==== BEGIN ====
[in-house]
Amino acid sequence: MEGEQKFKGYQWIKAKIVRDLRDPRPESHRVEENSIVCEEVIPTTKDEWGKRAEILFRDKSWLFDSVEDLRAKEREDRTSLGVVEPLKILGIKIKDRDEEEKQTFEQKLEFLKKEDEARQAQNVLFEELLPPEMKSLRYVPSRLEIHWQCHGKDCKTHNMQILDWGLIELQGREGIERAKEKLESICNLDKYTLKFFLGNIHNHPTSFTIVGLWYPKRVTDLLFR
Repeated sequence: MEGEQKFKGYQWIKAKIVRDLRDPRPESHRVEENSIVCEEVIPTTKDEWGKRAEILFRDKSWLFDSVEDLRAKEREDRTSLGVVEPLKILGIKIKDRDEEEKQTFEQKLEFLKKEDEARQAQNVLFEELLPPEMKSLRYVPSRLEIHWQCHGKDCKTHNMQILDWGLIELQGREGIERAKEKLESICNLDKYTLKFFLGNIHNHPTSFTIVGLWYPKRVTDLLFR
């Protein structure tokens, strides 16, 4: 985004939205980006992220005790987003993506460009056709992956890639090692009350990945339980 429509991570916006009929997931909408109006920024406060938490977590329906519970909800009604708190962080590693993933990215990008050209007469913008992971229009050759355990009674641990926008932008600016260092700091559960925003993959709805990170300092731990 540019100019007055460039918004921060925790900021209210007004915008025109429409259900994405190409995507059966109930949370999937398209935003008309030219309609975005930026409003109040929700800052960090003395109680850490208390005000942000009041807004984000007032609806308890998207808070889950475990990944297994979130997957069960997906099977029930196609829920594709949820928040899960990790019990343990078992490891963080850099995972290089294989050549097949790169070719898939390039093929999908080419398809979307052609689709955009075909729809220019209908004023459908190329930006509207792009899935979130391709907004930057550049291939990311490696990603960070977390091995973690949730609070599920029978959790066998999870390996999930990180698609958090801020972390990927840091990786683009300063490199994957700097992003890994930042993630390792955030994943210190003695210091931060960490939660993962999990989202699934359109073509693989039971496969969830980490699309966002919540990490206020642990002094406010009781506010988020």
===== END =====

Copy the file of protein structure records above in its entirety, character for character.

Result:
[in-house]
Amino acid sequence: MEGEQKFKGYQWIKAKIVRDLRDPRPESHRVEENSIVCEEVIPTTKDEWGKRAEILFRDKSWLFDSVEDLRAKEREDRTSLGVVEPLKILGIKIKDRDEEEKQTFEQKLEFLKKEDEARQAQNVLFEELLPPEMKSLRYVPSRLEIHWQCHGKDCKTHNMQILDWGLIELQGREGIERAKEKLESICNLDKYTLKFFLGNIHNHPTSFTIVGLWYPKRVTDLLFR
Repeated sequence: MEGEQKFKGYQWIKAKIVRDLRDPRPESHRVEENSIVCEEVIPTTKDEWGKRAEILFRDKSWLFDSVEDLRAKEREDRTSLGVVEPLKILGIKIKDRDEEEKQTFEQKLEFLKKEDEARQAQNVLFEELLPPEMKSLRYVPSRLEIHWQCHGKDCKTHNMQILDWGLIELQGREGIERAKEKLESICNLDKYTLKFFLGNIHNHPTSFTIVGLWYPKRVTDLLFR
């Protein structure tokens, strides 16, 4: 985004939205980006992220005790987003993506460009056709992956890639090692009350990945339980 429509991570916006009929997931909408109006920024406060938490977590329906519970909800009604708190962080590693993933990215990008050209007469913008992971229009050759355990009674641990926008932008600016260092700091559960925003993959709805990170300092731990 540019100019007055460039918004921060925790900021209210007004915008025109429409259900994405190409995507059966109930949370999937398209935003008309030219309609975005930026409003109040929700800052960090003395109680850490208390005000942000009041807004984000007032609806308890998207808070889950475990990944297994979130997957069960997906099977029930196609829920594709949820928040899960990790019990343990078992490891963080850099995972290089294989050549097949790169070719898939390039093929999908080419398809979307052609689709955009075909729809220019209908004023459908190329930006509207792009899935979130391709907004930057550049291939990311490696990603960070977390091995973690949730609070599920029978959790066998999870390996999930990180698609958090801020972390990927840091990786683009300063490199994957700097992003890994930042993630390792955030994943210190003695210091931060960490939660993962999990989202699934359109073509693989039971496969969830980490699309966002919540990490206020642990002094406010009781506010988020």